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  1. Conspiracy Theories Are Not Beliefs.Julia Duetz - 2022 - Erkenntnis.
    Napolitano (2021) argues that the Minimalist Account of conspiracy theories—i.e., which defines conspiracy theories as explanations, or theories, about conspiracies—should be rejected. Instead, she proposes to define conspiracy theories as a certain kind of belief—i.e., an evidentially self-insulated belief in a conspiracy. Napolitano argues that her account should be favored over the Minimalist Account based on two considerations: ordinary language intuitions and theoretical fruitfulness. I show how Napolitano’s account fails its own purposes with respect to these two considerations and so (...)
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  • Playfulness Versus Epistemic Traps.C. Thi Nguyen - 2022 - In Mark Alfano, Colin Klein & Jeroen de Ridder (eds.), Social Virtue Epistemology. Routledge.
    What is the value of intellectual playfulness? Traditional characterizations of the ideal thinker often leave out playfulness; the ideal inquirer is supposed to be sober, careful, and conscientiousness. But elsewhere we find another ideal: the laughing sage, the playful thinker. These are models of intellectual playfulness. Intellectual playfulness, I suggest, is the disposition to try out alternate belief systems for fun – to try on radically different perspectives for the sheer pleasure of it. But what would the cog-nitive value be (...)
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  • Do Conspiracies Tend to Fail? Philosophical Reflections on a Poorly Supported Academic Meme.Kurtis Hagen - forthcoming - Episteme:1-20.
    Critics of conspiracy theories often charge that such theories are implausible because conspiracies of the kind they allege tend to fail. Thus, according to these critics, conspiracy theories that have been around for a while would have been, in all likelihood, already exposed if they had been real. So, they reason, they probably are not. In this article, I maintain that the arguments in support of this view are unconvincing. I do so by examining a list of four sources recently (...)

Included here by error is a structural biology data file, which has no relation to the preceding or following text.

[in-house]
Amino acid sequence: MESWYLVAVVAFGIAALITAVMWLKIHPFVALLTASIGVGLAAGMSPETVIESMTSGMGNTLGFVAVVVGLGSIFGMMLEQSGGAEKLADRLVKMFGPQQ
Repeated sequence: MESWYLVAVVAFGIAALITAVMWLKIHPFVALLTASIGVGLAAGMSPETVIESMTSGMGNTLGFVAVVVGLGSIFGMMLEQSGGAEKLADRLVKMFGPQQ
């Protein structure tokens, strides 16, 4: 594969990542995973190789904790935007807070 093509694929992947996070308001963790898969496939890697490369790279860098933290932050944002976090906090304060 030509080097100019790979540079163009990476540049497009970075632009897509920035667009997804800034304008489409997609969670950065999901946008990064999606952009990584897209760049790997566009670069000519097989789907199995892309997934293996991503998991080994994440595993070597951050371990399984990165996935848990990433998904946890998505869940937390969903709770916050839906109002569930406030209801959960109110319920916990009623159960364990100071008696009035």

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  • Suspicious conspiracy theories.M. R. X. Dentith - 2022 - Synthese 200 (3):1-14.
    Conspiracy theories and conspiracy theorists have been accused of a great many sins, but are the conspiracy theories conspiracy theorists believe epistemically problematic? Well, according to some recent work, yes, they are. Yet a number of other philosophers like Brian L. Keeley, Charles Pigden, Kurtis Hagen, Lee Basham, and the like have argued ‘No!’ I will argue that there are features of certain conspiracy theories which license suspicion of such theories. I will also argue that these features only license a (...)
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  • Can You Keep a Secret? BS Conspiracy Theories and the Argument From Loose Lips.Ryan Ross - forthcoming - Episteme:1-20.
    According to an argument that I will call the argument from loose lips, we can safely reject certain notorious conspiracy theories because they posit conspiracies that would be nearly impossible to keep secret. I distinguish between three versions of this argument: the epistemic argument, the alethic argument, and the statistical argument. I, then, discuss several limitations of the argument from loose lips. The first limitation is that only the statistical argument can be applied to new conspiracy theories. The second limitation (...)
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  • Online Misinformation and “Phantom Patterns”: Epistemic Exploitation in the Era of Big Data.Megan Fritts & Frank Cabrera - 2022 - Southern Journal of Philosophy 60 (1):57-87.